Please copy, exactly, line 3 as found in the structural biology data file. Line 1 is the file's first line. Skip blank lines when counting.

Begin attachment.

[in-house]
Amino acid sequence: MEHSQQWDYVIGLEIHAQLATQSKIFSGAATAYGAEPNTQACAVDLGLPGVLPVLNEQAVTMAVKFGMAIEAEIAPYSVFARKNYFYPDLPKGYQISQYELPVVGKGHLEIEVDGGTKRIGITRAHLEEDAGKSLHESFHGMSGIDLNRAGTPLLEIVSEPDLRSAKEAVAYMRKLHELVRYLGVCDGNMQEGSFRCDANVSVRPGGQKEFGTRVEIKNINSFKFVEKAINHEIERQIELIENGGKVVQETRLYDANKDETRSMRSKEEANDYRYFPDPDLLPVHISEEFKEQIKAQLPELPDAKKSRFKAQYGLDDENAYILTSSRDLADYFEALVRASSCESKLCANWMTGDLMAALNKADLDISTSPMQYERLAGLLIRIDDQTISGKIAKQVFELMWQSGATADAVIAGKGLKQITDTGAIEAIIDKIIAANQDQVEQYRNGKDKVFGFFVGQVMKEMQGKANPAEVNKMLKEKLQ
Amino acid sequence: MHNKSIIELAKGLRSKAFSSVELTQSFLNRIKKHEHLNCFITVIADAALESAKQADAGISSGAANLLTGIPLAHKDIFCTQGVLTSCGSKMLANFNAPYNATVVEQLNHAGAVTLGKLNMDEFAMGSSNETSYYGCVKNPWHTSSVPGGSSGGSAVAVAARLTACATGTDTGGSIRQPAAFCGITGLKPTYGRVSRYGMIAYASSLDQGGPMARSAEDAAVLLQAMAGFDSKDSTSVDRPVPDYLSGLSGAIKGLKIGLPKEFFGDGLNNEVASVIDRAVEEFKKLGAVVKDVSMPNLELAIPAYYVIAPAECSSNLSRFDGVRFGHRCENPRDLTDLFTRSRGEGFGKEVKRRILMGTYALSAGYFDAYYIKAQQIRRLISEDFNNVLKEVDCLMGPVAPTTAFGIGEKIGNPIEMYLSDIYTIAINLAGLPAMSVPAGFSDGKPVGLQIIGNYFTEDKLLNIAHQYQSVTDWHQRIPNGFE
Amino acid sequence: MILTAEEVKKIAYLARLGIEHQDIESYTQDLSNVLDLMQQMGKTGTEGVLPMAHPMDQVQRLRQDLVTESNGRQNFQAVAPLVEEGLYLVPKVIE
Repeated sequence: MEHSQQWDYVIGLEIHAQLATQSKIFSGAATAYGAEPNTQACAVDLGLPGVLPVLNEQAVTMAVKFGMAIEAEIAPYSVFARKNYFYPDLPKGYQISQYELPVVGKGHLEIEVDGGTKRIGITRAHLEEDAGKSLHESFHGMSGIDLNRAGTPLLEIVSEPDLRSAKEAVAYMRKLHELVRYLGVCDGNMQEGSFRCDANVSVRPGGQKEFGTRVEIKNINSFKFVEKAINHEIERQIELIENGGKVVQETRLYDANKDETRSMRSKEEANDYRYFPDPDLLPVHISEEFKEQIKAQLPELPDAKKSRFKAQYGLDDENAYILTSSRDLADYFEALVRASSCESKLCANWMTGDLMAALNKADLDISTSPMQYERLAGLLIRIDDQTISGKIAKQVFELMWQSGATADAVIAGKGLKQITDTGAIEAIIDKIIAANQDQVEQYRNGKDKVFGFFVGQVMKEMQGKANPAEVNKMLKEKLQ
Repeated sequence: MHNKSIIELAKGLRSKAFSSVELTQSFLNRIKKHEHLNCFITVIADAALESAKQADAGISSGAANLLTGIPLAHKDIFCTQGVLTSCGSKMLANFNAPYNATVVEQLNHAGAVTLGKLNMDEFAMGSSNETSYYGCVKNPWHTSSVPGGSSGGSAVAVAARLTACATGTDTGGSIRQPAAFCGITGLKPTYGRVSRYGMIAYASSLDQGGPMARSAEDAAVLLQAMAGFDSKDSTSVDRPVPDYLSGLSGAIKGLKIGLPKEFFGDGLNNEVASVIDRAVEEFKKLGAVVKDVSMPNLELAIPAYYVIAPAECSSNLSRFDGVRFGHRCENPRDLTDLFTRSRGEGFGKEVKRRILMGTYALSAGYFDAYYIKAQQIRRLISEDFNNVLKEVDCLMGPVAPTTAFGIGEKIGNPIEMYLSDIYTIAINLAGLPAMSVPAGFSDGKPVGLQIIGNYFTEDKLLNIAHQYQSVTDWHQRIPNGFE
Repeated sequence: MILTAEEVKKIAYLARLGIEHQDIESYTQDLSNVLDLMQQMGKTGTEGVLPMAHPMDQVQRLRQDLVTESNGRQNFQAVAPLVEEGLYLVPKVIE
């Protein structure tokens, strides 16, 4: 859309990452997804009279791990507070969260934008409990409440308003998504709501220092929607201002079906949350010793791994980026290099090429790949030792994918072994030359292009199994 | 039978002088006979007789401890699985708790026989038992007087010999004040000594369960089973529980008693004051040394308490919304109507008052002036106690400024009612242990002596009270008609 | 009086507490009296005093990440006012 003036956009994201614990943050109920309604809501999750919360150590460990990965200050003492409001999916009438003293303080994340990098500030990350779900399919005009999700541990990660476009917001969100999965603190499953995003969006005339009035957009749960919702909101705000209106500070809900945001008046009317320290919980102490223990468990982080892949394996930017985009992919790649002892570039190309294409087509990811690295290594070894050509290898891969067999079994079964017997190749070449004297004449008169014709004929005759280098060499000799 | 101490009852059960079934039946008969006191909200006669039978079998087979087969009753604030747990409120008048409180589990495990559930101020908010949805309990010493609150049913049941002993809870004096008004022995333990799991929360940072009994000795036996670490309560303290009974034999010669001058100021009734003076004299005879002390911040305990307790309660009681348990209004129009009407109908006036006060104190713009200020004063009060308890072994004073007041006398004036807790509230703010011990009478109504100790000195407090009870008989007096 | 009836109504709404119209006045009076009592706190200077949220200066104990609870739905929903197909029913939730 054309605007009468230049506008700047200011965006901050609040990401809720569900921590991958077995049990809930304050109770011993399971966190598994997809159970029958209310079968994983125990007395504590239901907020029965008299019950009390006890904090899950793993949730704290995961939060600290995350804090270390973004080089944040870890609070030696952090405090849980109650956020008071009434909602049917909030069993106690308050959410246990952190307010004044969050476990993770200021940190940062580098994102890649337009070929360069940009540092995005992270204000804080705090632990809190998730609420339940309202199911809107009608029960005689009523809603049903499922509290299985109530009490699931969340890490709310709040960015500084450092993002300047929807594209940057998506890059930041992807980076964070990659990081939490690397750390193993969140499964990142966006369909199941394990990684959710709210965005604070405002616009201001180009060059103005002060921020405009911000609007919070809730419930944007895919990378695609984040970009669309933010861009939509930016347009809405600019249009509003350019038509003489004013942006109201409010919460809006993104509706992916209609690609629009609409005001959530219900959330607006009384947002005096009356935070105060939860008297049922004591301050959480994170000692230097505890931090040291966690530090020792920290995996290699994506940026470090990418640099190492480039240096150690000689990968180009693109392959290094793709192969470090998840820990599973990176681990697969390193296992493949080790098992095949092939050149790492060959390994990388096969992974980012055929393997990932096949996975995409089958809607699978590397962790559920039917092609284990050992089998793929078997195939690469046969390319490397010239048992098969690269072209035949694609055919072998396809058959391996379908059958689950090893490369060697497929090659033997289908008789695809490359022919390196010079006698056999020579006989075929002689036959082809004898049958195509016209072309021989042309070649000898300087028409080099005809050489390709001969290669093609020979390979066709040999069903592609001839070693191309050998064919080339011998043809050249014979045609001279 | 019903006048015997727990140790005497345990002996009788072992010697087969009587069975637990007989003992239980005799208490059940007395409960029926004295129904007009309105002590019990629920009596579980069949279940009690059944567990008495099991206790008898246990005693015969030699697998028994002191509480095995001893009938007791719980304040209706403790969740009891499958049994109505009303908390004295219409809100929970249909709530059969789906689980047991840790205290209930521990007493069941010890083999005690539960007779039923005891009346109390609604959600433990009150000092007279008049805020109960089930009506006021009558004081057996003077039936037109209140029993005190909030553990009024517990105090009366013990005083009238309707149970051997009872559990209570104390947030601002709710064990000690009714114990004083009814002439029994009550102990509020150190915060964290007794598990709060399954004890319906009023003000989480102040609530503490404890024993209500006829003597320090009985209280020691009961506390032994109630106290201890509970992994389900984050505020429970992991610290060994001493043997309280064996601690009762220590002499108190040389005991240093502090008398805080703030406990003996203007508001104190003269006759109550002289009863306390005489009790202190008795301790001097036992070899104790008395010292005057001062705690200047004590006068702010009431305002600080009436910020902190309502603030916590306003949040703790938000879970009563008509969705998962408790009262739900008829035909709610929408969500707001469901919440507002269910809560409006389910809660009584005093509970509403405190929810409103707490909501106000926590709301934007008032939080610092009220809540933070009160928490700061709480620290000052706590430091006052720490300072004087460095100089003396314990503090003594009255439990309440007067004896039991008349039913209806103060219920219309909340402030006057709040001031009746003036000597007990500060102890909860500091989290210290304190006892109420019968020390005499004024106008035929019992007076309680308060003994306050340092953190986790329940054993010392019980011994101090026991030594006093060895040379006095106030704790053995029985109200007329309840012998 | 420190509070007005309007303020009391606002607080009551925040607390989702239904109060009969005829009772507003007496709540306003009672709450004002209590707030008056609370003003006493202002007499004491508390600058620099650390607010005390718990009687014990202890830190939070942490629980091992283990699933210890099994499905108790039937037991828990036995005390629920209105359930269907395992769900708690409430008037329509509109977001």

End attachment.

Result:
Amino acid sequence: MHNKSIIELAKGLRSKAFSSVELTQSFLNRIKKHEHLNCFITVIADAALESAKQADAGISSGAANLLTGIPLAHKDIFCTQGVLTSCGSKMLANFNAPYNATVVEQLNHAGAVTLGKLNMDEFAMGSSNETSYYGCVKNPWHTSSVPGGSSGGSAVAVAARLTACATGTDTGGSIRQPAAFCGITGLKPTYGRVSRYGMIAYASSLDQGGPMARSAEDAAVLLQAMAGFDSKDSTSVDRPVPDYLSGLSGAIKGLKIGLPKEFFGDGLNNEVASVIDRAVEEFKKLGAVVKDVSMPNLELAIPAYYVIAPAECSSNLSRFDGVRFGHRCENPRDLTDLFTRSRGEGFGKEVKRRILMGTYALSAGYFDAYYIKAQQIRRLISEDFNNVLKEVDCLMGPVAPTTAFGIGEKIGNPIEMYLSDIYTIAINLAGLPAMSVPAGFSDGKPVGLQIIGNYFTEDKLLNIAHQYQSVTDWHQRIPNGFE